Five things that stand out about USC’s football operations building
As South Carolina athletics director Ray Tanner welcomed media members to a tour of the Gamecocks new $50 million football operations building, he already was anticipating what some of the reaction to the building might be.
“You are going to have cynics, you are going to have people saying, ‘Is this really necessary?’ ” Tanner said Monday.
Yes, it was, South Carolina coach Will Muschamp said.
The Cyndi and Kenneth Long Family Football Operations Center brings everything Gamecock football under one roof for the first time in the program’s history. The team’s fractured facilities, with coaches’ offices and the locker room on opposite ends of Williams-Brice Stadium and the practice fields a 10-minute walk from both, was a club used against the team in recruiting, Muschamp said.
“It was a big obstacle,” Muschamp said.
In its place is a 110,000-square-foot building that the team moved into in stages starting in January.
“Everything in this place is phenomenal,” Tanner said. “In many ways, (the old arrangement) wasn’t efficient enough or effective enough.”
The building features a 26,000-square-foot, two-story weight room with sliding garage bay doors that open onto the practice field. It includes custom-made weight racks designed and built by Sorinex.
“I told them, ‘Make something that has never been made before,’ and they did,” head strength coach Jeff Dillman said.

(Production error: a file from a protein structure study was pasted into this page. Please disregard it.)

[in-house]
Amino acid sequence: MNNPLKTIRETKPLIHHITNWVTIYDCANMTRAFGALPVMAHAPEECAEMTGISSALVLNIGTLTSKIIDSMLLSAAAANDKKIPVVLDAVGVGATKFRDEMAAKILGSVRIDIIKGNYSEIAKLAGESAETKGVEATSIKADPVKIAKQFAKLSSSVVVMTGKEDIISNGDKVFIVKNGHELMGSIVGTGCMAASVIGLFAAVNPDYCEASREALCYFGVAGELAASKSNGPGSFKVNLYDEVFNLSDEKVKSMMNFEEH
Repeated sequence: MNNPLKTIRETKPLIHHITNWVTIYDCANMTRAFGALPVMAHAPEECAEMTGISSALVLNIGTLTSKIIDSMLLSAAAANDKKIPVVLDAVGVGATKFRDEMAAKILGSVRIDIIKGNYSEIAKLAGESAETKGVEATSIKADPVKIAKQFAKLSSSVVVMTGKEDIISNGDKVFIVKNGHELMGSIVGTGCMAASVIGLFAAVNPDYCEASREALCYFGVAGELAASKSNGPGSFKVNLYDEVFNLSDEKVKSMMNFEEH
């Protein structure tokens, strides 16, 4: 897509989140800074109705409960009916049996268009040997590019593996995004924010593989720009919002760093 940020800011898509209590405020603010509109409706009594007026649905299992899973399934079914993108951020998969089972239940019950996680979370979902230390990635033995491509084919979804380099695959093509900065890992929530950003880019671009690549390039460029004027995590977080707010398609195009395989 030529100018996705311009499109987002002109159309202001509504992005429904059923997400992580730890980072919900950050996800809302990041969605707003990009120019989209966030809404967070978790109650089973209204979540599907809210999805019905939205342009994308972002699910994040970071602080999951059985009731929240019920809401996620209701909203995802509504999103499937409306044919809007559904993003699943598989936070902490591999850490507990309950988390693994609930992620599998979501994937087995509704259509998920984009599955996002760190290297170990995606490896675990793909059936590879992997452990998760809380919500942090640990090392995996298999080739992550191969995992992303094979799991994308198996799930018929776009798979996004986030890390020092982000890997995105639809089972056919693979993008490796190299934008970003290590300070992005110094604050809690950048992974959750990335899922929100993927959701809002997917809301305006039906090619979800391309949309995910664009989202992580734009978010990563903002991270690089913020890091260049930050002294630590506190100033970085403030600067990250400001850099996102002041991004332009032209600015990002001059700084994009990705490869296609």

The Gamecocks’ new locker room has a game room, a 15-seat movie theater, a barbershop and the Darius Rucker recording studio, where one player recently stayed until 4:30 a.m., necessitating new closing hours on the room, Muschamp said.
“We’ve got to get a little bit more sleep,” he joked.
The lobby of the building has a replica of George Rogers’ Heisman Trophy, a 12-foot by 27-foot video display made of thirty-six 55-inch televisions and a 20-foot tall block C logo. The player entry hall features an interactive NFL display with a helmet from each NFL team that will display the former Gamecocks who have played for that team. In the future, those players will be projected onto a mirrored surface, which can be changed to show the reflection of a recruit along with the words, “You’re Next.”
“Certainly in the recruiting process, (the building) has helped us with the young men we have had on campus and their families,” Muschamp said.
The current players also have enjoyed it, he said. More than 50 players were in the weight room on Saturday morning when the team didn’t have anything scheduled, Dillman said.
“That says a lot about wanting to be in the building,” Muschamp said. “They want to be here, and I want them to want to be in our building and be around us as coaches. I think that helps the culture of your program.”
About the new facility
What: The Cyndi and Kenneth Long Family Football Operations Center
Where it is: At the rear of Gamecock Park and adjacent to the indoor practice facility. The new building overlooks the outdoor practice fields and has a direct view of Williams-Brice Stadium.
Cost: $50 million
Overall square footage: 110,000 square feet
Architects: Quackenbush Architects + Planners; and Gensler Sports
General contractor: Contract Construction
Branding design: Jack Porter